“WTO also allows for verification and assurance that conditions are
actually met. For example, it is well-known and accepted that trash,
such as small twigs and leaves, is a high-risk carrier of the fireblight
bacteria. NZ has said it would transport fruit in trash-free cartons. But
what assurance do we have of compliance with that undertaking?
“That is why we have asked for statistically-verifiable inspections of
WTO also recognised there were higher risks associated with pests
and diseases if fruit came from an area known to have a high-
prevalence of a pest or disease. NZ had acknowledged that it had
regions with a high-incidence of European canker, but BA had not
sought to reduce the risk by restricting fruit from those areas.
Meanwhile, APAL has rejected “wholly and absolutely” the non-
regulated analysis and its recommendations in regard to the
importation of NZ apples.
It has also dismissed BA’s conclusion, as documented within the
Draft report of the non-regulated analysis of the existing policy for
apples from New Zealand (Draft Report) that:
“When the New Zealand apple industry’s standard commercial
practices for production of export grade fruit are taken into account,
the unrestricted risk for all three pests assessed achieves Australia’s
appropriate level of protection (ALOP). Therefore, no additional
quarantine measures are recommended, though New Zealand will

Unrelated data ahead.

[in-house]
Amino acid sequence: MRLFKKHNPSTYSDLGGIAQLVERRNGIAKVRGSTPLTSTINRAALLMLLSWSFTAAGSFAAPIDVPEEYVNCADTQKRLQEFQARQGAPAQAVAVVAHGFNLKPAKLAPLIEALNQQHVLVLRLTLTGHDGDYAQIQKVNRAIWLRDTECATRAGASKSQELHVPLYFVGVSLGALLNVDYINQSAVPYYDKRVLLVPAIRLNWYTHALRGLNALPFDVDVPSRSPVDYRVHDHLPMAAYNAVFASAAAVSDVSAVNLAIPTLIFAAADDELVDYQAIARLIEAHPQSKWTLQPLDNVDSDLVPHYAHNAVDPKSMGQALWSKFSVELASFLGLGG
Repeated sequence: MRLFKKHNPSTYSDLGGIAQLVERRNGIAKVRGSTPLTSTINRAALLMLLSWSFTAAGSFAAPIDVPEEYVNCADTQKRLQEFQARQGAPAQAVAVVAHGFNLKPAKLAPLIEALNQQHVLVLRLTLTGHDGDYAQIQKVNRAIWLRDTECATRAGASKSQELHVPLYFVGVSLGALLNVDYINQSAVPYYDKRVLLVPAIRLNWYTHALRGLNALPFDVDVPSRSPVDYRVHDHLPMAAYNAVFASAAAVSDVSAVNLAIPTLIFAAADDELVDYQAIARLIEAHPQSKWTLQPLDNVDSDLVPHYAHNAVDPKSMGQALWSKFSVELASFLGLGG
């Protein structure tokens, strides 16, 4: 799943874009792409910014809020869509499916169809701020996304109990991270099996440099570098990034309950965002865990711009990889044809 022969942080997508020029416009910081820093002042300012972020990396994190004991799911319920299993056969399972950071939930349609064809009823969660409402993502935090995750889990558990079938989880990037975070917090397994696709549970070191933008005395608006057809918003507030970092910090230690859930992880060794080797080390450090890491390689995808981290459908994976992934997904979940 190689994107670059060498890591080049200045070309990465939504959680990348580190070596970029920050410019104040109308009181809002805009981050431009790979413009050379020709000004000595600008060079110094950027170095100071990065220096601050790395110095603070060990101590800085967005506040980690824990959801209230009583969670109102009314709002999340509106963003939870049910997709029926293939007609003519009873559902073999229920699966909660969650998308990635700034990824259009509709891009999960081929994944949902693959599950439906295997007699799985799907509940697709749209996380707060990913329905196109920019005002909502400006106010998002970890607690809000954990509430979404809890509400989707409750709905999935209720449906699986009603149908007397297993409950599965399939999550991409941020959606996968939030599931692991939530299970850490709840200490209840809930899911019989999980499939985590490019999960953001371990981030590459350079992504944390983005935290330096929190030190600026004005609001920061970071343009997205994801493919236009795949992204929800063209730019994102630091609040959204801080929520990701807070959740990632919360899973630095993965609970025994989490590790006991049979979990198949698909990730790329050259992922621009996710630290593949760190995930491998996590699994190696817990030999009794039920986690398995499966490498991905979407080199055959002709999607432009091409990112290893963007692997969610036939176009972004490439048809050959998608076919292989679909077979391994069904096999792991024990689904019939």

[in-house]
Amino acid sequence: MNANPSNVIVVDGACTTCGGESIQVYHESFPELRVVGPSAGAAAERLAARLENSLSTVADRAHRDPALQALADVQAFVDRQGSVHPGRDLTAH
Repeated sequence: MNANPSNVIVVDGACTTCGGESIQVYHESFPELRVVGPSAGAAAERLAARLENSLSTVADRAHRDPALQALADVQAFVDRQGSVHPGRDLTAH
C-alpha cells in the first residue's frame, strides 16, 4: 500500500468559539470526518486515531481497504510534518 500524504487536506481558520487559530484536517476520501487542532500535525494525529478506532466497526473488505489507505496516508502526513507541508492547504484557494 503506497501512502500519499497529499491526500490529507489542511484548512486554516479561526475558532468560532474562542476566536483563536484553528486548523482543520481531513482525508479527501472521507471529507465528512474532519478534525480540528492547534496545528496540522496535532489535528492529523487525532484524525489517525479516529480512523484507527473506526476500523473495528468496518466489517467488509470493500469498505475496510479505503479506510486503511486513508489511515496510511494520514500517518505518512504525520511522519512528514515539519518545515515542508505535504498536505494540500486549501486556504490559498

need to ensure that the standard commercial practices detailed in
this review are met for export consignments.”
are that incursions of the past decade – citrus canka,
myrtle rust, fire ants and the Asian honeybee – could be
just the beginning.”
Independent consultant Trevor Ranford says the criti-
cism of BA and the Agriculture Department stems from
their attempt to undertake a qualitative and semi-quan-
titive model not supported by accurate science.
“The government has accepted the WTO ruling and
reacted by coming up with an agreed timetable with NZ
(for importation of apples to Australia), rather than
doing an acceptable job,” he said.
“They need to go back to the responses and see where
the model is fraught.
“The department and, ultimately, the government
should have had this conversation after the panel made
Mr Ranford said there was a “strong need” for anoth-
er review process of horticulture – and agriculture – or a
precedent would be established that allowed any coun-
tr y offering standard farming practice to get their com-
“The WTO ruling needs to be pulled apart and looked
at with a fine tooth comb,” he said.
The Federal Government is under pressure from par-
liament to make public all documents and communica-
tions regarding the importation of apples from NZ to
Tasmanian Liberal Senator Richard Colbeck moved a
motion on June 23 requesting the Senate order all mate-
rial associated with the development of the import pro-
tocol be presented by the Agriculture Minister. The
motion passed with the support of Independent and